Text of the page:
In mainland China, the prevalence of K. pneumoniae liver abscess (KLA) is high, while only some KLA cases were reported in the English language scientific literature. Recently, Luo et al. firstly reported the molecular epidemiology and prevalence of virulence factors of the 51 KLA isolates in a Chinese hospital. However, very little clinical information was collected and evaluated in their study . In our study, we analyzed clinical and microbiological characteristics of 45 KLA from a medical center in China between June 2008 and June 2012. To investigate the relationship of the clinical and microbiology characteristics of KLA, the present study evaluated the clinical manifestations of patients and detected the antimicrobial agents susceptibility, K1/K2 serotypes, MLST, hypermucoviscous phenotype, and magA/rmpA genotypes of the related K. pneumoniae isolates from KLA patients in a medical center over a 4-year period in East China.
Study design and setting
The study was a retrospective review of all patients with KLA in the First Affiliated Hospital, College of Medicine, Zhejiang University, an urban, 2500-bed major tertiary teaching hospital in Hangzhou, East China, from June 1, 2008 to June 30, 2012. The institutional review board of the First Affiliated Hospital, College of Medicine, Zhejiang University approved the study protocol and waived from the need for a consent form.
The hospital was one of the leading hospitals for liver transplantation in China and has an approximate annual admission of 108,700. It has a quaternary referral hepato-biliary unit and therefore, many patients with hepato-biliary diseases were transferred from rural hospitals to our hospital. In 2013, it became the one of the public hospitals in mainland China to be accredited by the Joint Commission International, a US-based, World Health Organization-authorized organization for medical quality evaluation.
Data sources and definition of KLA and outcomes
The medical records were retrospectively reviewed to extract all the patients with a diagnosis of KLA during the study period. A diagnosis of a KLA was defined with the combination of presence of the typical clinical manifestations of infection, such as fever, sepsis and right upper abdominal pain, imaging evidence, and positive aspiration that was consistent with a pyogenic liver abscess (PLA). The patients with KLA who were included in our study met the following criteria: 1) a PLA was the primary cause of the hospitalization but not a complication; 2) older than 18 years old; 3) PLA patients with K. pneumoniae culture-positive of drained abscess. Thus, PLA patients without drainage but with positive blood cultures of K. pneumoniae were excluded in this study. As practiced in our hospital, lab examinations for all patients with KLA are required on the admission and generally every 2–3 days at the discretion of the attending physicians.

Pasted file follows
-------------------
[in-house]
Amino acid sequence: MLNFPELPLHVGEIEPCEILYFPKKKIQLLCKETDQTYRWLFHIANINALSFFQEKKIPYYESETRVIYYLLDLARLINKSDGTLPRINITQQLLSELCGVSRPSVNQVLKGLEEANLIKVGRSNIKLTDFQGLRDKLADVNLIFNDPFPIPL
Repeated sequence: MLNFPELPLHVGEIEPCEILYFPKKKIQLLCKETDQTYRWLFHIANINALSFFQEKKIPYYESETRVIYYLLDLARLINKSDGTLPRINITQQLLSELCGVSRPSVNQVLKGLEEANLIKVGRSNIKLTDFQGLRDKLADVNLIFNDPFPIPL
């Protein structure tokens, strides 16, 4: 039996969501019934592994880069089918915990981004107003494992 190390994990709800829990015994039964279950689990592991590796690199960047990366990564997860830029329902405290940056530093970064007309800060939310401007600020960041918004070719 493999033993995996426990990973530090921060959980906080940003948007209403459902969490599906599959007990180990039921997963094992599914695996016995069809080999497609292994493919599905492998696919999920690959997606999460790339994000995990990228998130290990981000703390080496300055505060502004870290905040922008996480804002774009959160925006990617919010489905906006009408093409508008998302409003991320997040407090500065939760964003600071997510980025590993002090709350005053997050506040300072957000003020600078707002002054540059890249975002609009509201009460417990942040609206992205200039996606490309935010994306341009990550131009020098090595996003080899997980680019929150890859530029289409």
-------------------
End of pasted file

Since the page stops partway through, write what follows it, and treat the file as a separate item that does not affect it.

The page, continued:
For each enrolled patient, the following data elements were extracted: 1) demographic characteristics (age, gender); (2) coexisting conditions; (3) location and size of abscess; (4) laboratory examinations; (5) hospital outcomes. Primary outcome was hospital mortality, and secondary outcome were complications including septic shock and metastatic infections to extra-hepatic sites, such as spontaneous bacterial peritonitis, pneumonia, endophthalmitis.
Antimicrobial susceptibility testing
Susceptibility testing for the 45 K. pneumoniae strains was performed using the E-test strip according to the manufacturer’s instructions. Results were interpreted according to the recommendations and definitions from Clinical and Laboratory Standards Institute (CLSI). Antimicrobial agents tested included amikacin, amoxicillin-clavulanate, ampicillin, ampicillin-sulbactam, aztreonam, cefoxitin, cefuroxime, cefepime, cefotaxime, ceftazidime, ciprofloxacin, gentamicin, piperacillin, piperacillin-tazobactam, cefoperazone-sulbactam, tetracycline, minocycline, sulphamethoxazole-trimethoprim (SMZ-TMP), imipenem and meropenem.